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Publication numberUS20050013847 A1
Publication typeApplication
Application numberUS 10/824,957
Publication dateJan 20, 2005
Filing dateApr 14, 2004
Priority dateApr 14, 2003
Publication number10824957, 824957, US 2005/0013847 A1, US 2005/013847 A1, US 20050013847 A1, US 20050013847A1, US 2005013847 A1, US 2005013847A1, US-A1-20050013847, US-A1-2005013847, US2005/0013847A1, US2005/013847A1, US20050013847 A1, US20050013847A1, US2005013847 A1, US2005013847A1
InventorsArthur Ballard, Christopher Sewall, James Modliszewski, William Blakemore, Peter Riley
Original AssigneeFmc Corporation
Export CitationBiBTeX, EndNote, RefMan
External Links: USPTO, USPTO Assignment, Espacenet
Delivery systems of homogeneous, thermoreversible alginate films
US 20050013847 A1
Abstract
Abstract of the Disclosure
The present invention is directed to a delivery system comprising a homogenous, thermoreversible gel film, wherein the gel film comprises: (i) a film forming amount of water soluble thermoreversible alginate and optionally at least one of a plasticizer, a second film former, a bulking agent, and a pH controlling agent; and (ii) an active substance. The present invention is also directed to a process for the manufacture thereof.
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Claims(25)
1. A delivery system comprising a homogenous, thermoreversible gel film, wherein said gel film comprises: (i) a film forming amount of a water soluble thermoreversible alginate and optionally at least one of a plasticizer, a second film former, a bulking agent, and a pH controlling agent; and (ii) an active substance.
2. The delivery system of claim 1, wherein said active substance is at least one of an oral care agent, a breath freshening agent, a pharmaceutical agent, a nutraceutical agent, a salivary stimulant agent, cosmetic ingredient, agricultural active, a vitamin, a mineral, a coloring agent, a sweetener, a flavorant, a fragrance or a food.
3. The delivery system of claim 1, wherein said alginate is present in an amount of at least 0.25% by dry weight of the gel film.
4. The delivery system of claim 1, wherein said alginate is present in an amount of 0.25% to 25% by dry weight of the gel film.
5. The delivery system of claim 1, wherein said alginate is present in an amount of at least 10% of the total dry weight of film formers in the gel film.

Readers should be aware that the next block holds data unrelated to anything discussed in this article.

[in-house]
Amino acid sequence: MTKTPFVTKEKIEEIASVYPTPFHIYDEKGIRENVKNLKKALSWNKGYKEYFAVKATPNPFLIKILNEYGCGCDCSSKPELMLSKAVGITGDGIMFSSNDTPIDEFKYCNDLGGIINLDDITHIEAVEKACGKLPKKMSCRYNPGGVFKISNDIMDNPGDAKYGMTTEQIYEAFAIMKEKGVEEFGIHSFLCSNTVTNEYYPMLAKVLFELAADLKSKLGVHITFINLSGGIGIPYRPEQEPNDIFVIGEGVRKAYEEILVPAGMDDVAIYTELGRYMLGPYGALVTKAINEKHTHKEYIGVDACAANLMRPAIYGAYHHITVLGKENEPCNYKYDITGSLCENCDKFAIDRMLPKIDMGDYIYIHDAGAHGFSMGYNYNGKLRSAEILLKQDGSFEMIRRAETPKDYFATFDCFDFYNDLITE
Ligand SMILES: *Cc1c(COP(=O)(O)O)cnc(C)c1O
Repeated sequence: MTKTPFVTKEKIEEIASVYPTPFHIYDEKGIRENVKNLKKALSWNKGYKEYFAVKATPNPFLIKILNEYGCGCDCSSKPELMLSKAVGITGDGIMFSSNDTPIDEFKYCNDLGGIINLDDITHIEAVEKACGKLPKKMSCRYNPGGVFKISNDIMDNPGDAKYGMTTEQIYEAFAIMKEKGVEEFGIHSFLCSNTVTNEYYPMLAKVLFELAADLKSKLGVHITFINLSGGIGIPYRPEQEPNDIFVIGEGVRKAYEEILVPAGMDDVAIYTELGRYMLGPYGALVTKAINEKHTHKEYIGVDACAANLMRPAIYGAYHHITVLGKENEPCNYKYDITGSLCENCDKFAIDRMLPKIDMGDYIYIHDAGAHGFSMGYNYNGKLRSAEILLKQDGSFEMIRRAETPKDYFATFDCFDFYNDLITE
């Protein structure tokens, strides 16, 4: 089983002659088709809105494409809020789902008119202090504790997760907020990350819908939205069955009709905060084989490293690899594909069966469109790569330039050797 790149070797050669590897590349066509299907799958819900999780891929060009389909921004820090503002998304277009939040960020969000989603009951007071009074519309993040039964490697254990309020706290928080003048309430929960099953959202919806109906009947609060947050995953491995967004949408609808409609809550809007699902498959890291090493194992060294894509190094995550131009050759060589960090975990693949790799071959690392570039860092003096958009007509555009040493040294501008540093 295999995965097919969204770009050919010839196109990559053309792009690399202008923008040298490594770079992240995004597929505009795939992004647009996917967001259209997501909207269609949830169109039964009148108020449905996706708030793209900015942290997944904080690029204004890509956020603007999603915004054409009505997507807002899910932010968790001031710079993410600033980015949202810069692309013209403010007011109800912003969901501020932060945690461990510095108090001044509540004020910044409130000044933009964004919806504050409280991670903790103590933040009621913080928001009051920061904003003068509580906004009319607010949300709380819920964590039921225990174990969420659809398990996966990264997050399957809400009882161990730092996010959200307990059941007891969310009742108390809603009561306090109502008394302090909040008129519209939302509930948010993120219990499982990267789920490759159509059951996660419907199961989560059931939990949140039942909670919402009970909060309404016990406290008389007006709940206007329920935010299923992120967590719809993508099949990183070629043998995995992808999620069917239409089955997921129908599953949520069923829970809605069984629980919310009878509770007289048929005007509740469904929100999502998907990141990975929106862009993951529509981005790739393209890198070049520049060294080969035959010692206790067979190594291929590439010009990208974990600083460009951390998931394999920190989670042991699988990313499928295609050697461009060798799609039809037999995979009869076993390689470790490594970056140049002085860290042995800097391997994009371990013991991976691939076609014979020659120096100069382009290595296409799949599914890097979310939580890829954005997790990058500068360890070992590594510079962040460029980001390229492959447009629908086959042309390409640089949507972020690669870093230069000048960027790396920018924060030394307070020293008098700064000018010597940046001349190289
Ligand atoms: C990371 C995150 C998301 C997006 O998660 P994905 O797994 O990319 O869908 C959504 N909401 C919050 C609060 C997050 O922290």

6. The delivery system of claim 1, wherein said alginate is present in an amount of at least 40% of the total dry weight of film formers in the gel film.
7. The delivery system of claim 1, wherein said alginate is present in an amount of at least 60% of the total dry weight of film formers in the gel film.
8. The delivery system of claim 1, wherein said alginate is present in an amount of at least 80% of the total dry weight of film formers in the gel film.
9. The delivery system of claim 1, wherein said alginate is the only film former present in the gel film.
10. The delivery system of claim 1, wherein said second film former is selected from the group consisting of starch, starch derivative, starch hydrozylate, cellulose gums, kappa carrageenan, iota carrageenan, polymannan gums, dextrans, pullulan, gellan, pectin, alkylcellulose ethers and modified alkyl cellulose ethers.
11. The delivery system of claim 1, wherein said plasticizer is at least one member selected from the group consisting of glycerin, sorbitol, maltitol, lactitol, solubilized oil, and polyalkylene glycols; said second film former is at least one member selected from the group consisting of a starch, starch derivative, starch hydrozylate, cellulose gum, kappa carrageenan, iota carrageenan, polymannan gums, dextran, pullulan, gellan, pectin, an alkylcellulose ether and a modified alkyl cellulose ether; and said bulking agent is at least one member selected from the group consisting of microcrystalline cellulose, microcrystalline starch, starch, starch derivatives, inulin, and starch hydrozylates.
12. The delivery system of claim 1 having a break force strength of at least 2,500 grams.
13. The delivery system of claim 1 having a break force strength of at least 4,000 grams.
14. The delivery system of claim 1 having a break force strength of at least 5,000 grams.
15. The delivery system film of claim 1 having a break force strength of at least 6,000 grams.
16. A process for preparing the homogeneous gel film delivery system in any of claims 1-15 comprising the steps of:
(i)heating, hydrating, mixing, solubilizing and optionally de-aerating said alginate and optionally at least one of a plasticizer, a second film former, a bulking agent, and a pH controlling agent in an apparatus providing sufficient shear, temperature and residence time to form a homogeneous molten composition, wherein said temperature is at or above the solubilizing temperature of said composition;
(ii)adding an effective amount of an active substance either prior to or after formation of the molten composition; and
(iii)cooling said molten composition containing said active substance at or below its gelling temperature to form said gel films containing said active substance.
17. The process of claim 16, wherein said active substance is at least one of an oral care agent, a breath freshening agent, a pharmaceutical agent, a nutraceutical agent, a salivary stimulant agent, a vitamin, a mineral, a cosmetic ingredient, an agricultural active, a coloring agent, a sweetener, a flavorant, a fragrance, a food.